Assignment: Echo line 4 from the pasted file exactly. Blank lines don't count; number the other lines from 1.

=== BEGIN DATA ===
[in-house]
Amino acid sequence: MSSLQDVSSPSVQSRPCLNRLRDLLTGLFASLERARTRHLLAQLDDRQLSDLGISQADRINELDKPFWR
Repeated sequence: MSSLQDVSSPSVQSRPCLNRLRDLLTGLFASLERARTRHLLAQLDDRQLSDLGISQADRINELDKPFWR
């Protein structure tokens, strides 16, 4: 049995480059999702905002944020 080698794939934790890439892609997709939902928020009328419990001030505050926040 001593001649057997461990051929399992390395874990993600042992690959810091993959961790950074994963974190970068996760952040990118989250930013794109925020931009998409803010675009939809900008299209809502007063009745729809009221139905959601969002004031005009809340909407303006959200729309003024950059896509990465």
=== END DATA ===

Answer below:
């Protein structure tokens, strides 16, 4: 049995480059999702905002944020 080698794939934790890439892609997709939902928020009328419990001030505050926040 001593001649057997461990051929399992390395874990993600042992690959810091993959961790950074994963974190970068996760952040990118989250930013794109925020931009998409803010675009939809900008299209809502007063009745729809009221139905959601969002004031005009809340909407303006959200729309003024950059896509990465």